Buying Tips

So you’re buying a property, eh? Well, congratulations in advance. Here are some tips to help make the experience as pleasant as possible and minimize any post-purchase dissonance or remorse. After all, most homes are final sale. At least until Costco or Walmart start selling homes, I guess.

Buying a house is the biggest investment…blah blah blah…who know how it goes. Despite its importance, buying a house is a straightforward process that has been made infinitely easier with ever-expanding apps, websites, and resources that help people find a suitable property. You don’t need a Realtor to buy a home, though working with one makes the business of viewing a home infinitely easier. There are some occasions in which it’s advantageous to forego a Realtor (see the next section), but it’s nigh blasphemy for a Realtor to admit that. 

The basics of buying a house:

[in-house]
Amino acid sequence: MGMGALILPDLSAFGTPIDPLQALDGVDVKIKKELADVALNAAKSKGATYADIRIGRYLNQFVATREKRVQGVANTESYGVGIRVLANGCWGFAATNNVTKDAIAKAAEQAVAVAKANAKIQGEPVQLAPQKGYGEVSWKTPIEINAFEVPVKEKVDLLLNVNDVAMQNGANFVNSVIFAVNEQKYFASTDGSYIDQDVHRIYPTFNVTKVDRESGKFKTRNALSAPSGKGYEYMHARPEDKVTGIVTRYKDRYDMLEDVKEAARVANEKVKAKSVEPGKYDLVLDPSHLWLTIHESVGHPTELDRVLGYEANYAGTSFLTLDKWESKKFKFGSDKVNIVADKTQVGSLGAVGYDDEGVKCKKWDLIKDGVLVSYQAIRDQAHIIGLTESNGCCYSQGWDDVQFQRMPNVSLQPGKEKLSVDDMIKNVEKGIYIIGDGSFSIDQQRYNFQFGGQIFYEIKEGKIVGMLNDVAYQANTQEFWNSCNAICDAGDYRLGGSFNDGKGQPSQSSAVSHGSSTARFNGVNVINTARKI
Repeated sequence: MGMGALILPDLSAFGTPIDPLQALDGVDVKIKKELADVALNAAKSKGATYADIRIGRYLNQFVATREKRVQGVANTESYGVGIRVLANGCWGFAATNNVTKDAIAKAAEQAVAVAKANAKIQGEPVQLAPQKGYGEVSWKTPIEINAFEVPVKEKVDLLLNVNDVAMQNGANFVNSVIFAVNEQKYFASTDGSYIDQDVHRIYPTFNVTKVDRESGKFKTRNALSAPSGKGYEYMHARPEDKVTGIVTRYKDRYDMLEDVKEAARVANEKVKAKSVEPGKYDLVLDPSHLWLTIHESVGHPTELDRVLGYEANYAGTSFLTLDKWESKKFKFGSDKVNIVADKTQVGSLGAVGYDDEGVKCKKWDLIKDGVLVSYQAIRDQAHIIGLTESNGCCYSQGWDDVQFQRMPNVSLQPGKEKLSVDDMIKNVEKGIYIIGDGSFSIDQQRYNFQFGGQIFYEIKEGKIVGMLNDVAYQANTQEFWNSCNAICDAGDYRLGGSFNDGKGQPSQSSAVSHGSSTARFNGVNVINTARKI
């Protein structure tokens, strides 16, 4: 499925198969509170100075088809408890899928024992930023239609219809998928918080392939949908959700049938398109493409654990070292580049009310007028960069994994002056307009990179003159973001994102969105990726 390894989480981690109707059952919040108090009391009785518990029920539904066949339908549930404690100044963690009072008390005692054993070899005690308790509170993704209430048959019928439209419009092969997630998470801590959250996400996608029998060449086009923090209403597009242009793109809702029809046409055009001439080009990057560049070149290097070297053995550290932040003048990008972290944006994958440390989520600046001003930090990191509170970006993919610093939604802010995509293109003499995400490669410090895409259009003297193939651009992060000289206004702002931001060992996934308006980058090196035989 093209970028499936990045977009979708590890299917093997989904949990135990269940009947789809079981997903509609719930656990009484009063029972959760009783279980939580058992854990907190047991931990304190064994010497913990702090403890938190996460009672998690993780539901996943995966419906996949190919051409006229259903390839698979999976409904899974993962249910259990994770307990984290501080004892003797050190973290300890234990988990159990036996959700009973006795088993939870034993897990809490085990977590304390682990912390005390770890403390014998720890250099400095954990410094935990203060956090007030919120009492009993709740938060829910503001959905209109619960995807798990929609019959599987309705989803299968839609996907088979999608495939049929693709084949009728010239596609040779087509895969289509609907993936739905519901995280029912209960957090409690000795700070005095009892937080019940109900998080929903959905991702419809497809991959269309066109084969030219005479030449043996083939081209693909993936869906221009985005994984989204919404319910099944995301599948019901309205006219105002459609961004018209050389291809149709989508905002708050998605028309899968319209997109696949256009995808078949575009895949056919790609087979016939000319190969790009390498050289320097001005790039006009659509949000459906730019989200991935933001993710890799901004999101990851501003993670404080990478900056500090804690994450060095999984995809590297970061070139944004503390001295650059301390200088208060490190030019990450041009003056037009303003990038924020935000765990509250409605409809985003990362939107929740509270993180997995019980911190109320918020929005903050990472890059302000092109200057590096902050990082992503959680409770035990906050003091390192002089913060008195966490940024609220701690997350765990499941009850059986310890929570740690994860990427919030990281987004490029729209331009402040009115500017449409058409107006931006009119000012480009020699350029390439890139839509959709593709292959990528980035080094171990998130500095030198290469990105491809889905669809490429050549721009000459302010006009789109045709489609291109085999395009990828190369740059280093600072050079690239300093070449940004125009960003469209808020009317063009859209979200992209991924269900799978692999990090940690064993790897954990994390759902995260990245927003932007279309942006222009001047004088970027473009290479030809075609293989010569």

• Set your budget
  • Optional: get a mortgage pre-approval. Aside from the obvious benefit, a mortgage pre-approval can also lock in a rate for you, which is helpful in markets where interest rate trends are volatile or unpredictable. While a mortgage pre-approval isn’t a guarantee of financing, it can give you confidence in a bidding war to drop a financing condition.
  • Shortlist your neighbourhoods (lifestyle considerations, walk score, transit score, proximity to schools, etc)
  • Search for properties
  • View the properties you fancy
  • Prepare your offer
  • Send your offer to the seller or their agent
  • Close the deal
Easy peasy! Let’s expand on this further with a look at the process with & without a Realtor.

With a Realtor: